The organic community is putting out the call: more organic acres are needed to meet the demand.
The world organic market is valued at nearly $64 billion a year, with Canada the fourth largest market, after the United States, Germany and France, at $3.5 billion per year.
“Demand for organic cereal grains has grown by 10 to 15 percent annually over the last three years”, says Sam Raser of Grain Millers, an international food ingredient company.
“(In contrast), supply has grown very little across the Canadian Prairies.… (Currently), the gap between supply and demand is being filled with imports from around the world, including Europe, Asia, India and South America. There is definitely opportunity for Canadian cereal grains to fill that import gap.”
Grain Millers would like to see more organic acres in North America over the long term.
“This is definitely ‘front of mind’ if you’re a grain buyer,” Raser said.
Grain companies are not the only ones calling for more organic production.
“Demand exceeds supply; there are not enough organic producers in Western Canada,” said Wallace Hamm of Pro-Cert Organic Systems Ltd.
“At Pro-Cert we’re being proactive, including publishing Organic Advantage, a magazine that makes the case for transitioning to organics. If we don’t meet demand, the infrastructure will implode.”
Byron Hamm, also from Pro-Cert, said the situation has become so extreme that “they are importing organic wheat into Western Canada for the mills.”
Wallace Hamm said the organic community recognizes the need for more producers.
“We are getting no opposition from our clientele for our organic promotions.”
Farmers don’t see newcomers as competition because the pie is growing fast enough for everyone to get a piece, he added.
Organic prices have been good lately.
“Premium points (the extra value paid for organic production) are where farmers could look at organic as being as profitable or even more profitable than conventional,” Raser said.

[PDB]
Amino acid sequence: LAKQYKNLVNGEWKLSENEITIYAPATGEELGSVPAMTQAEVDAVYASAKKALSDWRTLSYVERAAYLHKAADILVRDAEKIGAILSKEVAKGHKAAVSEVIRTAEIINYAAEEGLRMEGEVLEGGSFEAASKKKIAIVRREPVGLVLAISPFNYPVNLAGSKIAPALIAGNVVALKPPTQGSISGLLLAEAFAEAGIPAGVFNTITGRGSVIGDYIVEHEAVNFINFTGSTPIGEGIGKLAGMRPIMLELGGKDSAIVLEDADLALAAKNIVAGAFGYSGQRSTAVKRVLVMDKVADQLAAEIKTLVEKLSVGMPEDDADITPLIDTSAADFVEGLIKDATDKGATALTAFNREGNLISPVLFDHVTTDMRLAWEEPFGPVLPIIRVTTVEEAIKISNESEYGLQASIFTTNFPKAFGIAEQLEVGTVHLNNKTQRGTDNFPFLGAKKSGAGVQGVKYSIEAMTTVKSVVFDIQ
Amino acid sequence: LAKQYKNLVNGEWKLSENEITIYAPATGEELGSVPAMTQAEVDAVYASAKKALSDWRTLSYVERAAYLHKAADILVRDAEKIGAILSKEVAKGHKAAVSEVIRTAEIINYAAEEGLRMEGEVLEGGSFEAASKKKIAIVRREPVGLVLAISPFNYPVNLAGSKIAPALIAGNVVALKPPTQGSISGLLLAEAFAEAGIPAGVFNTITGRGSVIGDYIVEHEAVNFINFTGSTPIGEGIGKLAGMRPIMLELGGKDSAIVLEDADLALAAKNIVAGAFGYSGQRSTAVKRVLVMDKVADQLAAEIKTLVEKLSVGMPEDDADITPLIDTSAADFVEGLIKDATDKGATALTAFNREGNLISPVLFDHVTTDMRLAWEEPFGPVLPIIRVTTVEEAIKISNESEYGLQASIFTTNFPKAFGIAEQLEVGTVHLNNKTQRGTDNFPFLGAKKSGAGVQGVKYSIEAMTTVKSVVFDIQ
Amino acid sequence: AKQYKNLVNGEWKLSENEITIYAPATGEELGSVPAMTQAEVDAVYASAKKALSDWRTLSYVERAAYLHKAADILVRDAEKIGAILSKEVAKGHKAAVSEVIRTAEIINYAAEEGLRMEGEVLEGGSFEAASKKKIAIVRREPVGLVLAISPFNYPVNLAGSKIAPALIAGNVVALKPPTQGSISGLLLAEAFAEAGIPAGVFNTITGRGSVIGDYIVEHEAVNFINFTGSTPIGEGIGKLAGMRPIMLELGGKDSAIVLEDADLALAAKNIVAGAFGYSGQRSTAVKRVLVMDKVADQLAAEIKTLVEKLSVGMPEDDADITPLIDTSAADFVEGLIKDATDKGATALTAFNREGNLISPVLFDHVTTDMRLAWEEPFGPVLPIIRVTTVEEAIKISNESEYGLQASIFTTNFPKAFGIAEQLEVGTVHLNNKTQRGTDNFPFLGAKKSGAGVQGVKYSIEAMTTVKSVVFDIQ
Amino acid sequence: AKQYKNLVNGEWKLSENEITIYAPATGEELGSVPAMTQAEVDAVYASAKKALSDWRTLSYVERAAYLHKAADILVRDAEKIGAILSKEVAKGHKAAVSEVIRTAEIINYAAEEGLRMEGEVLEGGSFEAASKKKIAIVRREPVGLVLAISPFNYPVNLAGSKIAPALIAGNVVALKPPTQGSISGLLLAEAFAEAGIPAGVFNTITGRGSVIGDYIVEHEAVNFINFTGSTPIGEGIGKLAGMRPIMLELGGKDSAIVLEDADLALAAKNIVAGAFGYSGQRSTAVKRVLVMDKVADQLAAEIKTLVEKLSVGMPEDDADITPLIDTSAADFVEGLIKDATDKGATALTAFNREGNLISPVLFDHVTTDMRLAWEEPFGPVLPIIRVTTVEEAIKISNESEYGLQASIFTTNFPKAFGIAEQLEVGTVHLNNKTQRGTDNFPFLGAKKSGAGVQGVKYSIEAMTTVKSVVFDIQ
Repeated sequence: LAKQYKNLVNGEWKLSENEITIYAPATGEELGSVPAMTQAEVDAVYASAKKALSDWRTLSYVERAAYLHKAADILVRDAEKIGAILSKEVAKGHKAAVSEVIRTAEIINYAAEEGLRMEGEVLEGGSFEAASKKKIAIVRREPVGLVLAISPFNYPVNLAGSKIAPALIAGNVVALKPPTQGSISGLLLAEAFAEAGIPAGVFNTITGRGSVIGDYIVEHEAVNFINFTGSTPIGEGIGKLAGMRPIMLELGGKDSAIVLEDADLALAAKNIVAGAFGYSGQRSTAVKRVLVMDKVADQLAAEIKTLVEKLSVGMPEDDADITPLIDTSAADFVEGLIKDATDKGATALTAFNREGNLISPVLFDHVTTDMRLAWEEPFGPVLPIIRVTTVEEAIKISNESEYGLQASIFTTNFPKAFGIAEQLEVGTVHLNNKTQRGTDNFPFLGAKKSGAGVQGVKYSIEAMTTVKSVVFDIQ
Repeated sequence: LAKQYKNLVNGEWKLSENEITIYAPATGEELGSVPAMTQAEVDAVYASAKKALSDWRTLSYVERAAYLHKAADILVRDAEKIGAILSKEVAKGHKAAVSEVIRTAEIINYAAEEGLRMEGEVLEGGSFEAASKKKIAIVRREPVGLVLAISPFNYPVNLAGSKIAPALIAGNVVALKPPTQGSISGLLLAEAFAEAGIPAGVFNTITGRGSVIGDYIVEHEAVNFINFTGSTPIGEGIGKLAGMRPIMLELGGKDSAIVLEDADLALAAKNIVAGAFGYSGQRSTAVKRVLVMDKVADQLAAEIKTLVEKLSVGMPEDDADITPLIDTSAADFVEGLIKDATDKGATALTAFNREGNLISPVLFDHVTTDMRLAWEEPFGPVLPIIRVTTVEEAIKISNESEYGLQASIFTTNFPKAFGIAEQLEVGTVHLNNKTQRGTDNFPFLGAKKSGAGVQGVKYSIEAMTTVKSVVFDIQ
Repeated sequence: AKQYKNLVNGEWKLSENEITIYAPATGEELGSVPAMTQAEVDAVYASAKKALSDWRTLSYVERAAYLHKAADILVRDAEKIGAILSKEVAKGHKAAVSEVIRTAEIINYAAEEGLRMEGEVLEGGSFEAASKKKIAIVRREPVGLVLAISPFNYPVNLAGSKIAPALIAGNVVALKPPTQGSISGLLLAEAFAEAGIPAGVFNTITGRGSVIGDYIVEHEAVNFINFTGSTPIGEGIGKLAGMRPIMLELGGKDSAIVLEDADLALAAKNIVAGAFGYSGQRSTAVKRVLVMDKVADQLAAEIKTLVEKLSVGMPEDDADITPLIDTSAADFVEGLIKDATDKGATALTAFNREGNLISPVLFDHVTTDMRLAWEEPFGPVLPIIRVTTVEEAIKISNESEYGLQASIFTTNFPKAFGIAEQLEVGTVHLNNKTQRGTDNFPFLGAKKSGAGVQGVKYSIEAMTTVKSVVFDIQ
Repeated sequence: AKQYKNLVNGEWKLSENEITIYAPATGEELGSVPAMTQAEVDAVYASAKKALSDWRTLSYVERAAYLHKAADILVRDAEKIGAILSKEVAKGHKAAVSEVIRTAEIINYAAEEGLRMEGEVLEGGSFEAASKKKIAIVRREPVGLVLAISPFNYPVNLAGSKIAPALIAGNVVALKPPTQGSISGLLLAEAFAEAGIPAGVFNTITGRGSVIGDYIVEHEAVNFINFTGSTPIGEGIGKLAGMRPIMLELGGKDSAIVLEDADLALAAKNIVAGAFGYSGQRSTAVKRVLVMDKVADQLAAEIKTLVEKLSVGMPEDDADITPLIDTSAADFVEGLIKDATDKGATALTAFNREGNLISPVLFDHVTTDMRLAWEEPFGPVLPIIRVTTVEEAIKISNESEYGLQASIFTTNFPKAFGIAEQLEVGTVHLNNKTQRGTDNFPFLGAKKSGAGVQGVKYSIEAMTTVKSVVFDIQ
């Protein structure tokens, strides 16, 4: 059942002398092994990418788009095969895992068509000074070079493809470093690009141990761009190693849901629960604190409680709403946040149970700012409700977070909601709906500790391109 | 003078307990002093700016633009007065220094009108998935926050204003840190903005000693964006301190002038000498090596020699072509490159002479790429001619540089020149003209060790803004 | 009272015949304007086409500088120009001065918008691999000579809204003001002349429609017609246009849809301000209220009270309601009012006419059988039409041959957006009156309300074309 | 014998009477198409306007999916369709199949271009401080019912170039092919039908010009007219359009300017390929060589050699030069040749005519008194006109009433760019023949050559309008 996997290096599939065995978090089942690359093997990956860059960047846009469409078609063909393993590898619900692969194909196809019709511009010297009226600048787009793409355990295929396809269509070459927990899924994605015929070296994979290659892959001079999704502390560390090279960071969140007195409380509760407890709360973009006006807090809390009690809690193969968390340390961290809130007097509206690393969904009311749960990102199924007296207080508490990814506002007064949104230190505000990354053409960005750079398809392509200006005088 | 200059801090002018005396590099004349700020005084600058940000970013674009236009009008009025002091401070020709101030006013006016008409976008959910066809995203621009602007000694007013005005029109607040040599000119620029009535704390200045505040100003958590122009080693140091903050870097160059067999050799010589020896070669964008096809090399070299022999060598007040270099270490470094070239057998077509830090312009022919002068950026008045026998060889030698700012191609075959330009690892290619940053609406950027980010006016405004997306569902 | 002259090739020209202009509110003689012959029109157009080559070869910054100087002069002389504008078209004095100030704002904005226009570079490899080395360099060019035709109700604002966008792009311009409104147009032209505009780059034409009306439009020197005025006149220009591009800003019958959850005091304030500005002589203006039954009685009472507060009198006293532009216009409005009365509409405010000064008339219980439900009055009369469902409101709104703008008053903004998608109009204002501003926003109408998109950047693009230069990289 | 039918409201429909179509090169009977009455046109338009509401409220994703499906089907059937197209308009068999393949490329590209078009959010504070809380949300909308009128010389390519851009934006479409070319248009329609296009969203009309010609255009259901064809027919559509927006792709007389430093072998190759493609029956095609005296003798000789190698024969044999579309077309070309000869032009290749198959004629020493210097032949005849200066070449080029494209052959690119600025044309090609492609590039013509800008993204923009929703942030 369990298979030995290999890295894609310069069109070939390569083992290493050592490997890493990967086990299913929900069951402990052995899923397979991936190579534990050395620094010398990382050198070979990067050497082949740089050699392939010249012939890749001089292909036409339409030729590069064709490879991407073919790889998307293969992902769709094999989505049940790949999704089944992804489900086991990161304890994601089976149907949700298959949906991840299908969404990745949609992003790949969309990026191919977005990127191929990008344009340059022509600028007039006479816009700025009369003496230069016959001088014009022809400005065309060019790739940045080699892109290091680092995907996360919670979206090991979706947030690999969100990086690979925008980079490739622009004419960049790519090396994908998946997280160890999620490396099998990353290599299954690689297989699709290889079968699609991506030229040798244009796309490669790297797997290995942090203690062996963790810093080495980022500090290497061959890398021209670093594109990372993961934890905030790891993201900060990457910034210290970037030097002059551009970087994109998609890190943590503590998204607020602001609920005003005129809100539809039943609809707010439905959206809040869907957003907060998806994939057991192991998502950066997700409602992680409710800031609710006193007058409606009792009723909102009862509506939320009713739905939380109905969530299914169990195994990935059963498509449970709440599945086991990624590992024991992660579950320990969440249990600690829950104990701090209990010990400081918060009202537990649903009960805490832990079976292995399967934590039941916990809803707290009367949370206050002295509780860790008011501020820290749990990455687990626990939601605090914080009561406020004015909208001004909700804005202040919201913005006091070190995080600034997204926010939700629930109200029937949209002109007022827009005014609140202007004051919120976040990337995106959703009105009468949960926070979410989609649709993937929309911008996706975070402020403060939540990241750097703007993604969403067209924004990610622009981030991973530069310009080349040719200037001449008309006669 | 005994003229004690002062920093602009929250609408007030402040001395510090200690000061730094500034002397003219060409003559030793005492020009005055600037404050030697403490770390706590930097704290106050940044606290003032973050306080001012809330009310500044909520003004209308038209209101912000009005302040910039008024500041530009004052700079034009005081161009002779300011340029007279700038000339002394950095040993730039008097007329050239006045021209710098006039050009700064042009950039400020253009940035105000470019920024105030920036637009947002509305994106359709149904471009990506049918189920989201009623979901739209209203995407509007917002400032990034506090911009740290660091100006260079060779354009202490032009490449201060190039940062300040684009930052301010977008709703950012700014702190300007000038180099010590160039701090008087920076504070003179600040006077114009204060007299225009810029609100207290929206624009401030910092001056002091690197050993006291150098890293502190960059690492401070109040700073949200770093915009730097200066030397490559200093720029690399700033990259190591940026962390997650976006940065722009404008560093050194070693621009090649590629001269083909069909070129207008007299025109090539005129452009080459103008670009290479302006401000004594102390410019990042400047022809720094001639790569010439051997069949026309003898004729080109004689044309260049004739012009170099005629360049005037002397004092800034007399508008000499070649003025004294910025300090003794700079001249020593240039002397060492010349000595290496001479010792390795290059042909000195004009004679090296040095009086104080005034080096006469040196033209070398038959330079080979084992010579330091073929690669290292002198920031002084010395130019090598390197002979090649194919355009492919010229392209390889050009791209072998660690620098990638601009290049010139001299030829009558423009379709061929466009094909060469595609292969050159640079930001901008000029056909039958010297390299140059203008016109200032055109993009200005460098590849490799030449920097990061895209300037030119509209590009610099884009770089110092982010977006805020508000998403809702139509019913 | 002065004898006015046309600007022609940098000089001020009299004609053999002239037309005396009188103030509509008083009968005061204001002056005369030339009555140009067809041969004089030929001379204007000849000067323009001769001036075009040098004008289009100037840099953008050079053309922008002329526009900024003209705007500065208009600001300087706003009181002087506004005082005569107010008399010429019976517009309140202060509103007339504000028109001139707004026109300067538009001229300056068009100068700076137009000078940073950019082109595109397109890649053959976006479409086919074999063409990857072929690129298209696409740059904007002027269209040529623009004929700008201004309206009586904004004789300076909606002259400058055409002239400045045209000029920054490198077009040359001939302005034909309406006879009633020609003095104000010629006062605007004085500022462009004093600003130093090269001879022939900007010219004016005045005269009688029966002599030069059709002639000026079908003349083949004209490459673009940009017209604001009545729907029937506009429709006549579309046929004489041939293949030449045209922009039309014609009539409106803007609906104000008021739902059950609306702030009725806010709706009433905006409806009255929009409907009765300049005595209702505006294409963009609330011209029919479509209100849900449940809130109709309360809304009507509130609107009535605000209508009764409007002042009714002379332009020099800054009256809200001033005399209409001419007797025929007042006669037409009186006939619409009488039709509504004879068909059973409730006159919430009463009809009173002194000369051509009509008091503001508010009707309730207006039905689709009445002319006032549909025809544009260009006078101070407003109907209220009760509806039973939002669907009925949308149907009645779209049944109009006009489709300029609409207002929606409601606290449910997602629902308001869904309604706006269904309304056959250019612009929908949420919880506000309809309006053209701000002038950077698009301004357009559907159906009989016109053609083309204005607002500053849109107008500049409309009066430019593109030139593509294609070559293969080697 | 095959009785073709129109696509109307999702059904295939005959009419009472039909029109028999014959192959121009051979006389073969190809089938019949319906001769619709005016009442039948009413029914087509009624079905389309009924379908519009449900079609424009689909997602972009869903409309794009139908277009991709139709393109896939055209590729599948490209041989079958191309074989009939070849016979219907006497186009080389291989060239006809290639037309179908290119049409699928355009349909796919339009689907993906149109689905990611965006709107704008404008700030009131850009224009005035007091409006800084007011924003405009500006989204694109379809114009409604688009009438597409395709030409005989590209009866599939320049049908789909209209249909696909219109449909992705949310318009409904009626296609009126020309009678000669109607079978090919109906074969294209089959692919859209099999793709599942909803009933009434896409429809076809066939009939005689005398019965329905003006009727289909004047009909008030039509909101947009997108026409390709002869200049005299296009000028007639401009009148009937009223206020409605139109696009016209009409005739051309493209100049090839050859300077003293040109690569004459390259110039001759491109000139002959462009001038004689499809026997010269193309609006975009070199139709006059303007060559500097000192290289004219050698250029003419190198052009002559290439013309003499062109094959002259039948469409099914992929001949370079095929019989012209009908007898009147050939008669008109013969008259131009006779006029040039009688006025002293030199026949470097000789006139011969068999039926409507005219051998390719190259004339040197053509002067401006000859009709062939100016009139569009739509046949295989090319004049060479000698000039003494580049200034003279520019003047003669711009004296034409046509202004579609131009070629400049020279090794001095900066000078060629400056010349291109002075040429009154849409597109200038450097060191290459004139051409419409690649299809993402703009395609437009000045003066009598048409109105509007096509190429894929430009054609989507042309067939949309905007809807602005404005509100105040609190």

Hamm echoed that thought in Organic Advantage, claiming organic farmers need to spend half as much per acre to make almost twice as much as their conventional neigh-bours.
Added Raser: “All organic grain will move this year, at good premiums relative to the conventional market. Not all conventional grain is going to move from the 2013 -2014 crop this year.”
He said rapidly expanding organic dairy and poultry markets mean the feed market is driving greater de-mand for organic grain.
Organic markets have historically been volatile, but Raser thinks this time the price hike is more permanent.
“In the next three to five years, we will continue to see this increased demand. The markets are there, at a high premium.”
Canadians seem to be on side.
“Fifty-eight percent of Canadians buy organic weekly,” said Canadian Organic Trade Association executive director Matt Holmes while sharing the results of a recent consumer study.
“Over half believe organic farming is better for a healthy environment. Nearly half believe organic products are more nutritious.”
So if the economics are there and consumer demand is strong, how can a farmer get into organic production?
Land must not be treated with prohibited chemicals for at least 36 months, but that doesn’t necessarily mean you have to wait three years.
Hayland is often untreated and can be broken as organic cropland almost immediately. It should be inspected in the year of breaking. Other untreated land may be moved into organic production relatively quickly.
Producers considering going into organics can get there a year sooner by avoiding desiccation and fall chemical applications. This way, 36 months can be completed by the harvest of 2017. If harvest-post harvest chemicals are applied in 2014, the land can’t be certified organic until 2018.
Organic Advantage, available from Pro-Cert in Saskatoon, contains further information.
As well, the Organic Farming on the Prairies manual is available at www.saskorganic.com.
Producers can also seek advice from nearby organic farmers, regional certifiers and organic producer associations.